Digitization of agriculture, smart cities, artificial intelligence, robotics, these are segments to cooperate on
In this interview, Minister of Innovation and Technological Development, Nenad Popović talks about what can Serbia learn from Israel, their innovative technology, the similarities between the two peoples and the areas for further cooperation.
You have travelled to Israel on several occasions and met with Israeli officials. What key messages did you take with yourself from these meetings?
– Israel is one of the world’s leaders in the development of innovation. The Israeli economy is largely based on digital economy and innovative entrepreneurship, and that is what Serbia is striving for. Every meeting I had with Israeli officials was an opportunity to exchange experiences and discuss a common vision of sustainable economic growth based on innovation. Digitization of agriculture, smart cities, artificial intelligence, robotics – these are the fields in which daily changes occur that make life easier and better for people. Israel has a tradition of developing innovations. Some of the world’s greatest inventions are attributed to Israel and Jewish scientists. Likewise, Serbia can be proud of its innovators such as Nikola Tesla, Mihajlo Pupin and others. This shows that our nations, although quite small in numbers, have the strength and ideas that can change the course of civilization. Unfortunately, Serbia has had a very turbulent period of wars and sanctions that have left a mark on our industry and caused us to lag behind in other countries, but technological development, innovation and digitization are our chance to bridge this gap and catch up to the most developed countries in Europe. We have excellent young engineers who are recognized all over the world. There are 17 STEM faculties at the universities in Belgrade, Novi Sad, Niš, and Kragujevac, of which 11 are engineering faculties. A total of 42,000 students studied at these faculties in 2018. Last year, the value of Serbia’s IT exports exceeded EUR 1.2 billion. This is the first time in history that IT exports were higher than agricultural exports. The structure of the Serbian economy is changing and slowly shifting from the economy of raw material exports to the economy of software development and export.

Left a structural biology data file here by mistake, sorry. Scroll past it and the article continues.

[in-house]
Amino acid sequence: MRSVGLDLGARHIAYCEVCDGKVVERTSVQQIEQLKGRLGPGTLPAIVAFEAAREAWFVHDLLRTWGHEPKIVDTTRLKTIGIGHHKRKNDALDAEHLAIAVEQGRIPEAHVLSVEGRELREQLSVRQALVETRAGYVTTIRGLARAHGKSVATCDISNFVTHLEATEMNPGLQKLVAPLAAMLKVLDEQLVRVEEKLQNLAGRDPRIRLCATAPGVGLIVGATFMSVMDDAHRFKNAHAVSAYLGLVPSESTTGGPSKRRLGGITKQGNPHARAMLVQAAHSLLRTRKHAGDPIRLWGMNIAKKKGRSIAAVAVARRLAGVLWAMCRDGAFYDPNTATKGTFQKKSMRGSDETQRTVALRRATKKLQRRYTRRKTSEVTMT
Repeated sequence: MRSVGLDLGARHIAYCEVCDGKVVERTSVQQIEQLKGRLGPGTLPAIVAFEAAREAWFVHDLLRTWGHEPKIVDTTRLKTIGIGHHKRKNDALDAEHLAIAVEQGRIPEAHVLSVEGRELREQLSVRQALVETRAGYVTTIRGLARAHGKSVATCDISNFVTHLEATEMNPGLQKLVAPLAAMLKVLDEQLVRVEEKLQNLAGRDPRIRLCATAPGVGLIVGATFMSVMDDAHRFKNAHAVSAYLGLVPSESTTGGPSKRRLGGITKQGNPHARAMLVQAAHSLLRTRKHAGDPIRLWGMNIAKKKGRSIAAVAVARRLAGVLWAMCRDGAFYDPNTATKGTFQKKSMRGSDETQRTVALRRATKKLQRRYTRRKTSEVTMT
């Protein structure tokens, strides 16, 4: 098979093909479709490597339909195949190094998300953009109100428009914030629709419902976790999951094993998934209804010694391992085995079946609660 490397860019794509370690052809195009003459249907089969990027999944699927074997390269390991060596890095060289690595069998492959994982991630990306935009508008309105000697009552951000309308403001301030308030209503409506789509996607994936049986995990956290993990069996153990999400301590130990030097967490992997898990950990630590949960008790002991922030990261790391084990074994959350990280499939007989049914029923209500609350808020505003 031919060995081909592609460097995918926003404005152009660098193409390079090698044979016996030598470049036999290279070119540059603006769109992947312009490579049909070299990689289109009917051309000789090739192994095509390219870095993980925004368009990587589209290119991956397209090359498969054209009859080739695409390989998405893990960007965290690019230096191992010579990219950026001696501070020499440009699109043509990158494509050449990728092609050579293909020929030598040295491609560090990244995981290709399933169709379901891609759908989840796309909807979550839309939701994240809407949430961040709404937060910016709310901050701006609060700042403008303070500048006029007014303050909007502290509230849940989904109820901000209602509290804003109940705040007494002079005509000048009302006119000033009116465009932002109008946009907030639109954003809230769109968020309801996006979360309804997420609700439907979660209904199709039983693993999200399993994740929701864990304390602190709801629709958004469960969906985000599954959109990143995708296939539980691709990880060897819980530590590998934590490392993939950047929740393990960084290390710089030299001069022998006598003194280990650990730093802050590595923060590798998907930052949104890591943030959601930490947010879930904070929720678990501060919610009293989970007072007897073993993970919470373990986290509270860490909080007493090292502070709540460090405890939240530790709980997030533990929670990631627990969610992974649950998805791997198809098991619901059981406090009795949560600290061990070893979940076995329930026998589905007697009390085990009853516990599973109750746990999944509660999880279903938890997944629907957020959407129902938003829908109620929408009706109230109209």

What lessons can Serbia learn from Israel?